Yesterday was my birthday. Now I'm not just 30, I'm 30-something. My mother told me she prayed for me that morning and thought about how many of my dreams have come true. All day I felt full of that same emotion. My boys made me smile all day and laugh even more than usual - I kept feeling overwhelmed by the sheer amount of good-looking that I'm surrounded with all day, I mean these boys are seriously cute. And my husband and I love each other with all the intensity of a ten-year marriage yet still like each other as much as we did in 5th grade. I get so antsy about my job and my wish to be a writer (a la the post a couple days ago), and then I get so put out with myself for it - because all the important things are already intact. So yesterday the realization of those things far outweighed thoughts of the unfinished ones. Hopefully it will last at least as long as the birthday cake.

Thursday, August 2, 2007

Fountain drinks, words, and being real

Here's a question - how long does a fountain machine for soda have to be before several people can stand there and pour their drinks at once? I mean, technically just two levers would be enough for two people right? So why do I feel the need to wait for the person in front of me when he is the only one standing at a line with, like, 10 levers? I think it was the way he was standing. He was using a lever smack dab in the middle of the machine and - I don't know - his posture or something. It was like he had both arms out to his sides strongly suggesting he needed the entire space in order to pour his Dr. P. So I waited.

At a previous restaurant today I overheard my 5-year-old son say something extremely shocking and inappropriate. I scolded him a couple of times and then scolded his older brother for good measure too. But I'm also planning to whip out the ol' Psalm 19 speech. It's one of my favorite scriptures - Ps. 19:14, May the words of my mouth and the meditation of my heart be pleasing in your sight (I love this part), O Lord, my Rock, and my Redeemer.

I always prided myself on being real, the one who would ask the question everyone else was thinking. The one who never even considered hiding my emotions no matter how unpleasant they were. I still believe in being real. But several years ago, I started thinking about that scripture a lot and I started praying - Couldn't my reality just not be so annoying? Maybe rather than being fake to the person no one could stand - maybe I could actually find some reason to truly appreciate them. Maybe instead of giving in to the dark cloud that is my crappy mood when I'm hot and/or hungry and/or exhausted - maybe I could find a happy thought, hang on for dear life, and speak to people from that place. So I still strive for honesty, reality, whatever you want to call it. But I also keep trying to make the reality something worth showing - you know, the words of my mouth and the meditation of my heart . . . .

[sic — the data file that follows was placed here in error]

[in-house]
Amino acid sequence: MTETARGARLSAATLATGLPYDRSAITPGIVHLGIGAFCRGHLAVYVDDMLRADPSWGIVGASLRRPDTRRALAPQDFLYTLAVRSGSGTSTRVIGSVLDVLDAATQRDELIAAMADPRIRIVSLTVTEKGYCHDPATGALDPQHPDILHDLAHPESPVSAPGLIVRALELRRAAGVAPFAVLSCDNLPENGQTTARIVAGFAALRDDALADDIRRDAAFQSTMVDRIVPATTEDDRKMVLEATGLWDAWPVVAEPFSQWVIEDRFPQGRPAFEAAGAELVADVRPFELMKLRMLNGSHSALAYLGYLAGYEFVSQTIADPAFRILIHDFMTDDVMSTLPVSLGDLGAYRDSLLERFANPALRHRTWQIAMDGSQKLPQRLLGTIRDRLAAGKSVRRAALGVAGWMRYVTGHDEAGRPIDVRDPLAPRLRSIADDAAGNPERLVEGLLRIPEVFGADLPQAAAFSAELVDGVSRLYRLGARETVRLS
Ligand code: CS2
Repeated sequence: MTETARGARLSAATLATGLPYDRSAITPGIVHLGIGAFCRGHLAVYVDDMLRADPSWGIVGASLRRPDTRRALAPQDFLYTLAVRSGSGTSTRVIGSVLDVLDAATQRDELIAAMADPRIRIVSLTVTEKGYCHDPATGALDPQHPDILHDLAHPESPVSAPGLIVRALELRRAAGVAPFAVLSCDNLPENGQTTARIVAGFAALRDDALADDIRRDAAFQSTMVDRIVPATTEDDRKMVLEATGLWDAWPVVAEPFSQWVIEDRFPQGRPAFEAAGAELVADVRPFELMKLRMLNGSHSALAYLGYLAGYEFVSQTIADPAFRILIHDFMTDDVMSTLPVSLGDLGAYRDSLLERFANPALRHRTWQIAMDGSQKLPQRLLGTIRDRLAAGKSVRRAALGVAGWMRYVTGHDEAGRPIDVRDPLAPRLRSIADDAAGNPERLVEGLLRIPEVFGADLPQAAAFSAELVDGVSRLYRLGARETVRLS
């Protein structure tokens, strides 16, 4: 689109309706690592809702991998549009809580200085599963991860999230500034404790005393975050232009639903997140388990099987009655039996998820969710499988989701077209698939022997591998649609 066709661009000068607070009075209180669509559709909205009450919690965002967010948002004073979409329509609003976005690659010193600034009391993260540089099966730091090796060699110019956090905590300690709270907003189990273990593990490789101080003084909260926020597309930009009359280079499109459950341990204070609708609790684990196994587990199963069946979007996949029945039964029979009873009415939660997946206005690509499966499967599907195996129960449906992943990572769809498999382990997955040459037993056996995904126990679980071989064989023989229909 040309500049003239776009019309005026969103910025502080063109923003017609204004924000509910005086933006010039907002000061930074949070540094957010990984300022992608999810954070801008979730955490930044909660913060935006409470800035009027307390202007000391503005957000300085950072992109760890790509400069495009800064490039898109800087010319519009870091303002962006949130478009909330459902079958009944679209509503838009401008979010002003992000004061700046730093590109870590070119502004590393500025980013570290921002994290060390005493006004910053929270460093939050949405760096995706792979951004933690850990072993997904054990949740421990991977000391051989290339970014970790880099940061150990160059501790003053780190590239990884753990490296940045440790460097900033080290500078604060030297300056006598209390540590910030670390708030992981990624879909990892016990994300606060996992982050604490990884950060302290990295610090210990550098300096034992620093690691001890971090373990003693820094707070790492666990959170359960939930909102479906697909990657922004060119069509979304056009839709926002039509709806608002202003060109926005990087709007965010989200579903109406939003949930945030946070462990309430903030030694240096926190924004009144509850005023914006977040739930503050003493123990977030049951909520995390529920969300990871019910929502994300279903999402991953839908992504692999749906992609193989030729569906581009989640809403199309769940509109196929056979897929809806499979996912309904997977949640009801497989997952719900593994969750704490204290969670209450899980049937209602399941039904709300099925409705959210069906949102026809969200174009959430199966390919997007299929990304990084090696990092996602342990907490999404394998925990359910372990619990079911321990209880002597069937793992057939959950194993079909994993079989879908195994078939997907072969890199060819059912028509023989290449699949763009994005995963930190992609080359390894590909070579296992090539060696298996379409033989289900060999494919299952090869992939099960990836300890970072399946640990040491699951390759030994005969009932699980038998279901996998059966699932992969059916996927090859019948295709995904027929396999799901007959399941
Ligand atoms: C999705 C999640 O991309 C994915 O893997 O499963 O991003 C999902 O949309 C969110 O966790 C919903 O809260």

Wednesday, August 1, 2007

Day jobs are undesirable

I met a real live movie producer this year at a writer's conference. He passed out folders full of information about his website for submitting screenplays, and it included a pin that said, "Day jobs suck." I wore it on my belt loop that whole next week. Under my shirt because I didn't really want my children to pick up that little phrase. I grew up in circles that did not approve of that vernacular. And my dad abhors it, which has stayed with me as well. From that same "circle" I met a family once who had replaced the slang with the word "undesirable". Over cyber space it probably just sounds like a lame attempt at censoring , but in person, and considering their sense of humor as a family, it was just very funny and memorable for me. So I adopted it. Unfortunately I've noticed that when most things are undesirable, to use that phrase just does not match my feelings on the matter. The shorter version is much more fitting to the mood. Still, I think it's a pretty good word for day jobs. Because I don't really want to shout or cuss about my day job. I really really want to be grateful for it. But, alas, I am so not. I don't want a day job. I want a job that I love. And at this point I'm in a very stuck sort of place in which I don't know what to do about it all.

I work from home. Currently my youngest is not yet 2. I love working from home. I love that I have a little structure and routine, that I can contribute to our finances, and that we don't have to sell a kidney for the cost of childcare. But eight hours on the computer typing medical reports while my toddler manages with much less attention than I would like to give him - it's taking a toll. I'm not enjoying it. So what's a girl to do? In my free time (that's such a funny imaginary sort of phrase) I am trying to become a published writer. Good luck with that, I am certain you're thinking. But because of that little goal, I can't bring myself to job hunt for yet another Day Job. Is it possible there is a day job out there that isn't just a day job for me? And if not, is trading in one day job for another really going to accomplish anything ? I just don't know what to do. I'm leaning towards the grateful chant, "I'm grateful for my job, I'm grateful for not paying childcare, I'm grateful to be home . . . ." and just - you know - getting over myself. The big question is, Can I do it?